Fastenal's management works to keep its gross margin between 51% and 53%, so it raised concerns when it reported a gross margin of 50.8% last quarter. Fastenal has also had a slight decline in operating margins and net margins over the last six months. One cause of these decreasing margins is that the 15% increase in employees has driven up selling, general and administrative expenses, but the full benefit of these new employees has likely not yet been realized. In the coming years, these new employees through experience and growing familiarity with Fastenal's business will become able to generate more sales, leading to a rise in operating margins.
Another factor that is driving Fastenal's margins down is its expansion outside of the fastener industry. Fastenal's sales of products other than fasteners grew consistently faster that its sales of fasteners. Nonfasteners products now account for over 50% of sales. In the past year, nonfastener sales grew 17% while fastener sales only grew 6%.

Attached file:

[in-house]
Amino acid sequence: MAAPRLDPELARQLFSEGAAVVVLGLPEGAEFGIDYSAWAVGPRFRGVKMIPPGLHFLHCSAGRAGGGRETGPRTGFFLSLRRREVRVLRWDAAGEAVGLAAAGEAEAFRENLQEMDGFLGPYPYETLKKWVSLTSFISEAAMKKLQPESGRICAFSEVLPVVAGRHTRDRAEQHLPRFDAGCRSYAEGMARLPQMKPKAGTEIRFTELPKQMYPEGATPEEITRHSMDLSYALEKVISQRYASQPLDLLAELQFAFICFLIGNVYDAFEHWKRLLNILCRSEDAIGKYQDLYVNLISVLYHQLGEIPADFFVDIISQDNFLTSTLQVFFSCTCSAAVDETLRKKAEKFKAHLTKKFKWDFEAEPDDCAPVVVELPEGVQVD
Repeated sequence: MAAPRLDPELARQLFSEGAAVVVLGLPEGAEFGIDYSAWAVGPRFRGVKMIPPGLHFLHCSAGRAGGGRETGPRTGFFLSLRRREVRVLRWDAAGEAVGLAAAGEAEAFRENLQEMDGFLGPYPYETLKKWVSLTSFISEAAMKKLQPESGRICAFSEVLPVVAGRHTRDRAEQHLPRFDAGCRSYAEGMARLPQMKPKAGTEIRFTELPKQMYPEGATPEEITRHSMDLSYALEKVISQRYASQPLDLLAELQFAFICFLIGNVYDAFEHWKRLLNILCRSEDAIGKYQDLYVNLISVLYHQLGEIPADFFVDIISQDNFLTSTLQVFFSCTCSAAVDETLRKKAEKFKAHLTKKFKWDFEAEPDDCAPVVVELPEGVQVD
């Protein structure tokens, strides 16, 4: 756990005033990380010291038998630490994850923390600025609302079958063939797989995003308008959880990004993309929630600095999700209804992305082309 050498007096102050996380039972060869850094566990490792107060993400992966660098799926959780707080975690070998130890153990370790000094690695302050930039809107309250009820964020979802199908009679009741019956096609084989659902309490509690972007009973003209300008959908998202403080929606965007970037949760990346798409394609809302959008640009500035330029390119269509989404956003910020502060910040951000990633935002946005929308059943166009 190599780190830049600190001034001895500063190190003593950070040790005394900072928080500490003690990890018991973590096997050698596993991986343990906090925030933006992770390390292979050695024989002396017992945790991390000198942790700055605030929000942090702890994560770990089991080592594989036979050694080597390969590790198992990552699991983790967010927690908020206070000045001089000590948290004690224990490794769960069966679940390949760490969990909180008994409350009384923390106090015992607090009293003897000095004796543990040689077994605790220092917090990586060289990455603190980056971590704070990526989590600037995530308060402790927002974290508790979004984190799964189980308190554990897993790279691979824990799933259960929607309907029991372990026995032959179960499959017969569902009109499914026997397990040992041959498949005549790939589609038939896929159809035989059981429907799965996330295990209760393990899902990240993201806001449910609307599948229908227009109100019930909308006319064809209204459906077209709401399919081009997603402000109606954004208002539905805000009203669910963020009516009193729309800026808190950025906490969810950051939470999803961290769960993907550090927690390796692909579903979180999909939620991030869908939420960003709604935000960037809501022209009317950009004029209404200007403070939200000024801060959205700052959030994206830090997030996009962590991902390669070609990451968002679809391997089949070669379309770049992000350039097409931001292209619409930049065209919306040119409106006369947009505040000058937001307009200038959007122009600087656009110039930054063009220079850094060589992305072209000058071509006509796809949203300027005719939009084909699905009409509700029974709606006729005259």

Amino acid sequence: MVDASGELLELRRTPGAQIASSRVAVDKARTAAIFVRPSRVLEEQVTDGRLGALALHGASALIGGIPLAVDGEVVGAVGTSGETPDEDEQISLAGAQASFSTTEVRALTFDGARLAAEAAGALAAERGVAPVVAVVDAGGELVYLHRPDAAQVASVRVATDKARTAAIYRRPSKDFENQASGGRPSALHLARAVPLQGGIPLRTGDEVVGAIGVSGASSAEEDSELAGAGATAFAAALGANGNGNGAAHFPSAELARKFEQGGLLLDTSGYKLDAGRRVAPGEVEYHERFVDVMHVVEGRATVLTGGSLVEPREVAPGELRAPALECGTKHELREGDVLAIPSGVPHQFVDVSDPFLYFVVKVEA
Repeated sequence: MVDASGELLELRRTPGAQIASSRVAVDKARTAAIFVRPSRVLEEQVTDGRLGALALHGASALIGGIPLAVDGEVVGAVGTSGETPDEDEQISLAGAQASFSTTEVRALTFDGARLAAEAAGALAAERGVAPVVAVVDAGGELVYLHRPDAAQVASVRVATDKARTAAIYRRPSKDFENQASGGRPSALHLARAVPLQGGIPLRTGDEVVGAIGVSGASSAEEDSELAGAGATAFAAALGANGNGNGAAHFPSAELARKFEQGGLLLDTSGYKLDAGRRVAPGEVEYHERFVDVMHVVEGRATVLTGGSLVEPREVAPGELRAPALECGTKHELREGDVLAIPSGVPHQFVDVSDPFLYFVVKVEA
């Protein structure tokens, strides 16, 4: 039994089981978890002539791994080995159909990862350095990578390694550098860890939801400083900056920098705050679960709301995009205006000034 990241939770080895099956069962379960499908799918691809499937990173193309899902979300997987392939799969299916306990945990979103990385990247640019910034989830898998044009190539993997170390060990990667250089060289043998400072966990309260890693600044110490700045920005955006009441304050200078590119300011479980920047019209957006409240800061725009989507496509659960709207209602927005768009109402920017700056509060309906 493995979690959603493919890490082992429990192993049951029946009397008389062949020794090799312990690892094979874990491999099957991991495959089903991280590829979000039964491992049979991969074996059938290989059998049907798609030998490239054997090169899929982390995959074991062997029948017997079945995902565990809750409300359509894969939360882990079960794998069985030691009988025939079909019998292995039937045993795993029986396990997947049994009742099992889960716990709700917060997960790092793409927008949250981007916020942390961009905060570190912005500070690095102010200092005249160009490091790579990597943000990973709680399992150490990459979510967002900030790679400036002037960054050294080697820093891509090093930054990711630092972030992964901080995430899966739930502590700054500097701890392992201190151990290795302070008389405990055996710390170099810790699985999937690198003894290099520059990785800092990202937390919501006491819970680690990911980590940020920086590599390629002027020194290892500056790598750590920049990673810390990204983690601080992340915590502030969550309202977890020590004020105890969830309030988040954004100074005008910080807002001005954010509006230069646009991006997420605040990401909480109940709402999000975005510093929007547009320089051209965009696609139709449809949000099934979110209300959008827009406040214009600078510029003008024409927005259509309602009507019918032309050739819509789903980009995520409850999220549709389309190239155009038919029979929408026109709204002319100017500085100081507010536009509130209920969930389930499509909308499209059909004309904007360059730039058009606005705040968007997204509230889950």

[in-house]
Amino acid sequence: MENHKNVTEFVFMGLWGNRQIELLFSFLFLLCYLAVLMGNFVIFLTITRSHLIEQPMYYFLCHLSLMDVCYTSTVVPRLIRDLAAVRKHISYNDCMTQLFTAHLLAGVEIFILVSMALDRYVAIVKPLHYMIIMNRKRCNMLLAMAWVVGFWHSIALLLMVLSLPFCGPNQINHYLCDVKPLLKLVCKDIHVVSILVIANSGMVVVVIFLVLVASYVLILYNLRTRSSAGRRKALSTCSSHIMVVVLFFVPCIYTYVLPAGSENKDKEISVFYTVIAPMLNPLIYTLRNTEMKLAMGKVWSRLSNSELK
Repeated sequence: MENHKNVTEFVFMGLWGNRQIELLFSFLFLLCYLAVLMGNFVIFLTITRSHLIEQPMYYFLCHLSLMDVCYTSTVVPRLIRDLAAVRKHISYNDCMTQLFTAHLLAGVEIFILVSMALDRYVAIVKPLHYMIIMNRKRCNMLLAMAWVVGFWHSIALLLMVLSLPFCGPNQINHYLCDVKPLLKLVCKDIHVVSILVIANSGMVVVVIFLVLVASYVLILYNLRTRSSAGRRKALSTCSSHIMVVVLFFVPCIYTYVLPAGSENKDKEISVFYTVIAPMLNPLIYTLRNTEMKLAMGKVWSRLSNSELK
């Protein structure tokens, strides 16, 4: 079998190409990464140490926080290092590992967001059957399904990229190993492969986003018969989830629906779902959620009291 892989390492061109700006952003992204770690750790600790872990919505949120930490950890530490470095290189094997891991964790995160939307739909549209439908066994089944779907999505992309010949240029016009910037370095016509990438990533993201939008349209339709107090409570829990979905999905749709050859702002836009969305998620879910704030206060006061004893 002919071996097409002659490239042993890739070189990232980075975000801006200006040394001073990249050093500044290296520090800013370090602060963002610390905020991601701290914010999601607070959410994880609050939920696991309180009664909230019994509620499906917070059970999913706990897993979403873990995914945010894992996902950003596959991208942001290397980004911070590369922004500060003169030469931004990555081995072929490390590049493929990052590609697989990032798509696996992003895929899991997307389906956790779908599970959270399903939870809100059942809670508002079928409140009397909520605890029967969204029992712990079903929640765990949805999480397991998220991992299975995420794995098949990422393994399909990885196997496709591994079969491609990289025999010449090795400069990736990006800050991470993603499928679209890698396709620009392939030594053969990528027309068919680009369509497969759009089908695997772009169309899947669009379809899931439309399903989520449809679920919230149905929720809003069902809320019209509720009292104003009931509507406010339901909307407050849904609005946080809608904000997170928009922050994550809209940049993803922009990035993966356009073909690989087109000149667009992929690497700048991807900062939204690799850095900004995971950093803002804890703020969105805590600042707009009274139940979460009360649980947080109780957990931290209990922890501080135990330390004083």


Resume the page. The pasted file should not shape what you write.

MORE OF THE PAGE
As its name suggests, Fastenal's specialty is fasteners. Over its almost 50 year history, it has established a reputation for its fasteners and developed many crucial relationships with suppliers and customers. Fastenal now offers over 600,000 fasteners. These factors help generate the value to customers that allows for Fastenal to achieve high margins from its fastener sales. The rest of Fastenal's product lines are less than 20 years old and have lower margins. However, as Fastenal gains experience in its nonfastener businesses comparable to its fastener business, its margins on these products will likely rise.
Fastenal has also began offering private label brands in order to keep its margins high. These private label products typically have 20%-30% higher margins than Fastenal's other products. Currently, they only account for around 10% of Fastenal's total sales. If Fastenal continues to expand its sales of private label offerings, this too will drive up margins.